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Up until now, most solar panels have come from China. But shipping costs are making domestic production increasingly lucrative, even in Germany. Is this the start of a global trend?
Wearing blue rubber gloves to keep off the dust, Sarah Neubert runs her fingers over the solar glass and checks the film at the first stage of the fully automated production chain.
Neubert is responsible for quality control at Meyer Burger's new solar module factory in Freiberg, near Dresden. Behind her are mobile stands and machines gleaming silver and white in a space the size of two soccer fields.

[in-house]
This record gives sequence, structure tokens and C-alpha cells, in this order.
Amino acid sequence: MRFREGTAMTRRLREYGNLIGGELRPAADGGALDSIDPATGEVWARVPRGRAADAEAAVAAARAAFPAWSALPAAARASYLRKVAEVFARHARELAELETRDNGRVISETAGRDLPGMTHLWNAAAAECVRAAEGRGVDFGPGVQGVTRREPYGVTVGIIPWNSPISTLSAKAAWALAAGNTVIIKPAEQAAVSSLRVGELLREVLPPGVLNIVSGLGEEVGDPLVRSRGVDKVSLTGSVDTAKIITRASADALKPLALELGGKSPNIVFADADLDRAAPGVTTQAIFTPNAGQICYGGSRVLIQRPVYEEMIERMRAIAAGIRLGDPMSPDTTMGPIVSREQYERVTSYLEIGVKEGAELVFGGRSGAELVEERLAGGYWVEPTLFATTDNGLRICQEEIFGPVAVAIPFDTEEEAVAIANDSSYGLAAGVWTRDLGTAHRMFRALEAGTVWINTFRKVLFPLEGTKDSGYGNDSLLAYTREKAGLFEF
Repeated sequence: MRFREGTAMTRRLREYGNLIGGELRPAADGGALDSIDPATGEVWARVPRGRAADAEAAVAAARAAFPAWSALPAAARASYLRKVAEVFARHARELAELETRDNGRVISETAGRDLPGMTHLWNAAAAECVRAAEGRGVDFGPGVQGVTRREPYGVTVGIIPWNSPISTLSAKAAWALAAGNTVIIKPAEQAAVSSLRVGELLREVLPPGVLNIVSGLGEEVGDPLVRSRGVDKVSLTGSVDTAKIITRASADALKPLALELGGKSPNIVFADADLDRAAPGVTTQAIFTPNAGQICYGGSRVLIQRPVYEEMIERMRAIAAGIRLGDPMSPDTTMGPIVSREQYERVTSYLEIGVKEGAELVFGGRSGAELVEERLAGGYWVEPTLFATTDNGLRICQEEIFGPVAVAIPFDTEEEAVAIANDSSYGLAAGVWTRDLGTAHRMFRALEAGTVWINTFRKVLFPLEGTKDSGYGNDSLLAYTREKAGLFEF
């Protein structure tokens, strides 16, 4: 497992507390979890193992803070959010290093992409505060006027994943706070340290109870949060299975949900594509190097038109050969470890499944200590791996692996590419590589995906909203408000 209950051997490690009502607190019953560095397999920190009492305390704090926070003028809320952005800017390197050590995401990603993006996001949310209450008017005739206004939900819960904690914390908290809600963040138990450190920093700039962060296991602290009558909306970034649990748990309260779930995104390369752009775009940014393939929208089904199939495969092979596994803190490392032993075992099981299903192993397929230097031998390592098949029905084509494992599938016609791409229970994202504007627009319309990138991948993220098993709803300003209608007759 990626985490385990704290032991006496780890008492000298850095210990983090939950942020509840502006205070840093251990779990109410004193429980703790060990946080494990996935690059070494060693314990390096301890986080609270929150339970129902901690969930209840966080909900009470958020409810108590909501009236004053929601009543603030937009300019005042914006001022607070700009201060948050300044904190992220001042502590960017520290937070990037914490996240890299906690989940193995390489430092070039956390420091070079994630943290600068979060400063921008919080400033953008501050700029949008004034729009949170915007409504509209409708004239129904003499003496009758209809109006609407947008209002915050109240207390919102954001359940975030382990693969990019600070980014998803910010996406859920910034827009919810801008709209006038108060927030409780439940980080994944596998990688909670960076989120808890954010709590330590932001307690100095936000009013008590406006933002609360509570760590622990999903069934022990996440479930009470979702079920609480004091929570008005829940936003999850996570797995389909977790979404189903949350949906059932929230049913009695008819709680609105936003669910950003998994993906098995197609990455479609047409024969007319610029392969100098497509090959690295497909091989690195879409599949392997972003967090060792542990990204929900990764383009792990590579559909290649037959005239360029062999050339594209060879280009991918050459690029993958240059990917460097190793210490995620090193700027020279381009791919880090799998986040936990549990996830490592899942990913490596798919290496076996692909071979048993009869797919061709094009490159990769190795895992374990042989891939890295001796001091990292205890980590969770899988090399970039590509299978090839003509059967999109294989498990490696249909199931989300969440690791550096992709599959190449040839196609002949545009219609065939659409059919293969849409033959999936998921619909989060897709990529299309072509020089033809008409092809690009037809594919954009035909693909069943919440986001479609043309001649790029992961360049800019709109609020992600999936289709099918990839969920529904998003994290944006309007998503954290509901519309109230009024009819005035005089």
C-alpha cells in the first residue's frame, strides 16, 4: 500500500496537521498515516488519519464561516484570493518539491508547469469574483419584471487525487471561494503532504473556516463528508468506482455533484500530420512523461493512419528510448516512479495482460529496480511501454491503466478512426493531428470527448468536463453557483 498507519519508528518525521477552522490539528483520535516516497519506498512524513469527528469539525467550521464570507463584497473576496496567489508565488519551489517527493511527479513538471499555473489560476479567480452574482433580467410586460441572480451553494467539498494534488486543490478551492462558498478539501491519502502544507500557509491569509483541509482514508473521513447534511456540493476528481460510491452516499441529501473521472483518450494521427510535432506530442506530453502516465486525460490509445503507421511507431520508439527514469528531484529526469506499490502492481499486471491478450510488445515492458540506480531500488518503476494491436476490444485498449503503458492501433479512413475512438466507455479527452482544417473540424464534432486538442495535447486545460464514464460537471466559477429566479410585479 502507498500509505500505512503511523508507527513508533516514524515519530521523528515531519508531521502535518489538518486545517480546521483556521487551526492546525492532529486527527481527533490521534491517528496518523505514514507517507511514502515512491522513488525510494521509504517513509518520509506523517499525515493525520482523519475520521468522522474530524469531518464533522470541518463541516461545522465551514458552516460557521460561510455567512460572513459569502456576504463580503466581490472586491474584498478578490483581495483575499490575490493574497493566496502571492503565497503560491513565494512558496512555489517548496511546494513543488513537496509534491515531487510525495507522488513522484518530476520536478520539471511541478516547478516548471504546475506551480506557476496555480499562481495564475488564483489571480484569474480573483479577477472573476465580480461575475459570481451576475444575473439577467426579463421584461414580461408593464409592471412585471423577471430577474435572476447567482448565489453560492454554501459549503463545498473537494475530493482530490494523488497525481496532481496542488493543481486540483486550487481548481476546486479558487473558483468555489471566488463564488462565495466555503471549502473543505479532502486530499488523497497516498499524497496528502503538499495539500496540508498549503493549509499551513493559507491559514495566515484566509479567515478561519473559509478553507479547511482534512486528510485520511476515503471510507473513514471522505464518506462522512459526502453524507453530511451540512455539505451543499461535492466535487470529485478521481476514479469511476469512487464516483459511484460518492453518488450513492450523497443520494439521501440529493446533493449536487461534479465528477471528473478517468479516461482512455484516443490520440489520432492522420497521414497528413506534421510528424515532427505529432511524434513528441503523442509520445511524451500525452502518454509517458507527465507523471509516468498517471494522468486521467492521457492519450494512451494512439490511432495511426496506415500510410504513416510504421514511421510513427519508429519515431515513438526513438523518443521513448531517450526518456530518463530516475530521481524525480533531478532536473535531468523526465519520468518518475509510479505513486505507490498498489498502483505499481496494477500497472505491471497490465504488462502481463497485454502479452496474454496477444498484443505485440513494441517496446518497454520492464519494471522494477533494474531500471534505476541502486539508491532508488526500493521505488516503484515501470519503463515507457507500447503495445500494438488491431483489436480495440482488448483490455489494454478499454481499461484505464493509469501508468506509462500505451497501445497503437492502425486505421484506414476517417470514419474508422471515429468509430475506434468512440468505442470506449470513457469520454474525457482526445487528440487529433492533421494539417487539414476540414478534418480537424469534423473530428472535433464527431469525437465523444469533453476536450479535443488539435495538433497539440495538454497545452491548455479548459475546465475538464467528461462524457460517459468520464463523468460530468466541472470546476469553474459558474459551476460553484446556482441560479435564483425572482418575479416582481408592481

Glass panes are transported on conveyor belts. High-speed machine arms assemble solar cells, film, frames and junction boxes, which then are glued together under high heat.
Production at this factory is computer-controlled. But skilled workers are still needed to oversee the process
"In the front of the factory, we start with a normal pane of glass, and out the back comes the finished module," Neubert says.
At the end of the production line, each module is checked with a flash test: If the voltage is incorrect, Neubert, her shift supervisor and the computer experts search for the error as a team.
"A lot of it is automated. But we can't do completely without people here," Neubert says.